Can Globalisation Benefit All? Research Project
Developing an Economy of Belonging
Principal Investigator: Henrietta Moore
Professor Dame Henrietta Moore is the Director of the Institute for Global Prosperity at UCL, where she also holds the Chair in Culture, Philosophy and Design. A distinguished anthropologist and cultural theorist, she has focused her recent work on the notion of global sustainable futures.
By rethinking how knowledge is produced, challenging current economic models, and identifying social and political dynamics, Professor Moore’s approach places notions of wellbeing, institutional change, citizenship, and social justice at the focal point of her research.
She is actively involved in the application of social science insights to policy at all levels, and is committed to involving grassroots communities in the production of new types of knowledge through ‘citizen science’. Professor Moore retains an ongoing interest in issues of globalisation, gender, social transformation and livelihood strategies, as well as the relationship between self-imagining and democratic political decision-making.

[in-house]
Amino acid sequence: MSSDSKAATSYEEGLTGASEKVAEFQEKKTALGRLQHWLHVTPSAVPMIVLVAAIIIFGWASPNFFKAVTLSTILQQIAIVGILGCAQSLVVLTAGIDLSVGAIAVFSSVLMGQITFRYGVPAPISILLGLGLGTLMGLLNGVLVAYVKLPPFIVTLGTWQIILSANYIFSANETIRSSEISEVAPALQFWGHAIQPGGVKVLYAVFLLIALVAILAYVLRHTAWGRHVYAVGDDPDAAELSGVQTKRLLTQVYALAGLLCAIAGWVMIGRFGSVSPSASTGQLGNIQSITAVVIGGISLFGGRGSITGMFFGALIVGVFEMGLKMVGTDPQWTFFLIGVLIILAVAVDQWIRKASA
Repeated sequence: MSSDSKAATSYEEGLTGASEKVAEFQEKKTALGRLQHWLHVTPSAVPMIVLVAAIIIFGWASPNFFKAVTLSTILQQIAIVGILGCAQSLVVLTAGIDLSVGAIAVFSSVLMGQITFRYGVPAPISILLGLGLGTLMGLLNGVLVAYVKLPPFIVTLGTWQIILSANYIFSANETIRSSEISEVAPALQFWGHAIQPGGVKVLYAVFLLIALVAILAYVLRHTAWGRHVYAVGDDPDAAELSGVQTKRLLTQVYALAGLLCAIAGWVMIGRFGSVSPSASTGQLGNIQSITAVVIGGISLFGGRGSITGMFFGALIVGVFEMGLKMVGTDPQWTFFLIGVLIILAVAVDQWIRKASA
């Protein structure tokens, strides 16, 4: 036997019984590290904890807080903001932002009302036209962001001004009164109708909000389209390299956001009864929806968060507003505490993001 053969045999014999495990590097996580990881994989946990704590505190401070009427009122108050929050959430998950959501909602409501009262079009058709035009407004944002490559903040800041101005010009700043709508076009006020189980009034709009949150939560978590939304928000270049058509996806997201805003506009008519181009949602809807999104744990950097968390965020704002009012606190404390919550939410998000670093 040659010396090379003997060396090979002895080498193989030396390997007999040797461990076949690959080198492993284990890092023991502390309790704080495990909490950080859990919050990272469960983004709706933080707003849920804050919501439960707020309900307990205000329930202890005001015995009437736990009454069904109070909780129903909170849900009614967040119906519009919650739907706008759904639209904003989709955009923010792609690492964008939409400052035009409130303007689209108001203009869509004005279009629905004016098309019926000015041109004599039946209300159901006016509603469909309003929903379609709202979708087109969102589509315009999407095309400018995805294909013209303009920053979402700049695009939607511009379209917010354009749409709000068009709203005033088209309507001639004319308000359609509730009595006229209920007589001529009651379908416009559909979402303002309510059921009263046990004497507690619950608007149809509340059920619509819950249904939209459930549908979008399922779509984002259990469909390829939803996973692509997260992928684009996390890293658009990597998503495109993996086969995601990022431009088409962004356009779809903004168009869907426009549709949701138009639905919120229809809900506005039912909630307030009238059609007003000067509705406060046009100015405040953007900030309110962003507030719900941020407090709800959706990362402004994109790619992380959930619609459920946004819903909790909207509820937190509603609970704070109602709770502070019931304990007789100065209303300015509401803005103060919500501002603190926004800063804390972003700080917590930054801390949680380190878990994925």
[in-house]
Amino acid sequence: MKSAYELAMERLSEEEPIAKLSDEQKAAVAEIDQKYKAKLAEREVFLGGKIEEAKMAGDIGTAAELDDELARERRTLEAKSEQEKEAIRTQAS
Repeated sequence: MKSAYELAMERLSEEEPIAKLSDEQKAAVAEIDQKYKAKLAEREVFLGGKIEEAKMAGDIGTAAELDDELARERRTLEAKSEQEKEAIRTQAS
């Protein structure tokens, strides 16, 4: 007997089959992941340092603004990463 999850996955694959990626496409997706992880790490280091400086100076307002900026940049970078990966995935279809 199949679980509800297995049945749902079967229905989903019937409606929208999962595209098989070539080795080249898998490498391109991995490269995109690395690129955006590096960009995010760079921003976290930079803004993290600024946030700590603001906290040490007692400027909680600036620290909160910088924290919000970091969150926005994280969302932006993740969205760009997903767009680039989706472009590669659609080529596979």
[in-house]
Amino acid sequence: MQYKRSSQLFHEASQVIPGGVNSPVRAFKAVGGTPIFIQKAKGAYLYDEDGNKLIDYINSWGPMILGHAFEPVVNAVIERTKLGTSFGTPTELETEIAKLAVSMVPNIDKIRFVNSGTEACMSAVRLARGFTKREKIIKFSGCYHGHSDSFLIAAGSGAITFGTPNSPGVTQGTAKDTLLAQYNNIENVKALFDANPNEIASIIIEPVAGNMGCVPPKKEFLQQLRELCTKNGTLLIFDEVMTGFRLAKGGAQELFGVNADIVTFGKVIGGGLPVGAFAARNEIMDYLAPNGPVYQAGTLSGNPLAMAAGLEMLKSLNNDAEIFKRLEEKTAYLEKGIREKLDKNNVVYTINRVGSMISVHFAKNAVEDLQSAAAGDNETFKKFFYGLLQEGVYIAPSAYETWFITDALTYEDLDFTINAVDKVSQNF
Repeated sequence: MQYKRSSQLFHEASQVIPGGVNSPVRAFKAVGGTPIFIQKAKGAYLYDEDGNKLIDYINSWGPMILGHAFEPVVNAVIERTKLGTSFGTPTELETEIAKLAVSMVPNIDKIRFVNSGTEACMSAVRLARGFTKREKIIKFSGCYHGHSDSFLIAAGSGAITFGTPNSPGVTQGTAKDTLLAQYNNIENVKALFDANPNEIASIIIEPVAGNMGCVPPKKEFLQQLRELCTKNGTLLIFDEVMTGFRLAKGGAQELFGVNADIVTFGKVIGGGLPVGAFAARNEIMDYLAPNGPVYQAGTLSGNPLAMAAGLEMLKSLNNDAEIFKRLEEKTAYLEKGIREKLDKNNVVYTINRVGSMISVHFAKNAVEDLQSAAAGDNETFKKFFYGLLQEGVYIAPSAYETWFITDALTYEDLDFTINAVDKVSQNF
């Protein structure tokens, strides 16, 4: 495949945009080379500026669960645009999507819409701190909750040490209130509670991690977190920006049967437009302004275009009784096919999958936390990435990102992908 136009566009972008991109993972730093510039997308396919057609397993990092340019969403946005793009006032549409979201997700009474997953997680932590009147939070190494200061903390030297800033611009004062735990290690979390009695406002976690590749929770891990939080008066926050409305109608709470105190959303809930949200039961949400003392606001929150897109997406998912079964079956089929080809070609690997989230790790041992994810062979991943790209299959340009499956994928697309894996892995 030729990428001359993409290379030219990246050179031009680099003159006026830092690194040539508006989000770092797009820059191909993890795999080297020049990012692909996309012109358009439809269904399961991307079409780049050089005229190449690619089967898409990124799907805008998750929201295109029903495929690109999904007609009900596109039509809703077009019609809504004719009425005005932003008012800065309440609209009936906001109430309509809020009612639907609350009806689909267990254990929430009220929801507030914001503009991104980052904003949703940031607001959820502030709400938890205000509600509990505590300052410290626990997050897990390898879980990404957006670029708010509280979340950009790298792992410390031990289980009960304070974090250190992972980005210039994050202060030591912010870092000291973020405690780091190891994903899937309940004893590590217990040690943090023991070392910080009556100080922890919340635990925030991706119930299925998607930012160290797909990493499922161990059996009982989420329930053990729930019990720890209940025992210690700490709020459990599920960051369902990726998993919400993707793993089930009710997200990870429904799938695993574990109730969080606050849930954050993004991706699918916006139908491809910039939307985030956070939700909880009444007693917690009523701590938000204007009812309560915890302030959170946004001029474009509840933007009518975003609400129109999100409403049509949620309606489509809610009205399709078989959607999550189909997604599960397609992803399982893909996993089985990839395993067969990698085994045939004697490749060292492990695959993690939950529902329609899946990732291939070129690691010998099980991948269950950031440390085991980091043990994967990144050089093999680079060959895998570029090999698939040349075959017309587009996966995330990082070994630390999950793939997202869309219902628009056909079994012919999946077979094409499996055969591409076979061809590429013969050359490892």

Co-Investigator: Andrew Percy (Institute for Global Prosperity, UCL)
Exploring the interactions between social security and popular acceptance of globalisation, this projects aims to shed light on the relationship between a sense of belonging and economic development.
Traditionally, social justice has not been a primary concern of economics, but the close relationship between political institutions, citizen needs and perceptions, and successful economic transformation in the 21st century has laid down new parameters and created new forms of uncertainty and volatility. This research project sets out a find potential pathway towards new questions and new ideas to explore how macroeconomics can take account of these new uncertainties, develop new macroeconomic thinking based on new models, and rework the relationship between macroeconomics and policy development.
Using comparative analysis of government spending on public services between regions and nations where globalization has been contested and where it has not, we will explore existing evidence and new models of the relationship between public spending on collective public goods and enhanced individual and community capacities and capabilities. Specifically looking at the financial viability of basic service provision as against cash transfers, and the degree to which individual and community capacities and capabilities are enhanced by public services rather than simple redistributions of cash.
We will look at the distributional effects of public service provision and how they feed into a sense of place and belonging to see if levels of service provision enhance resilience in the face of economic change.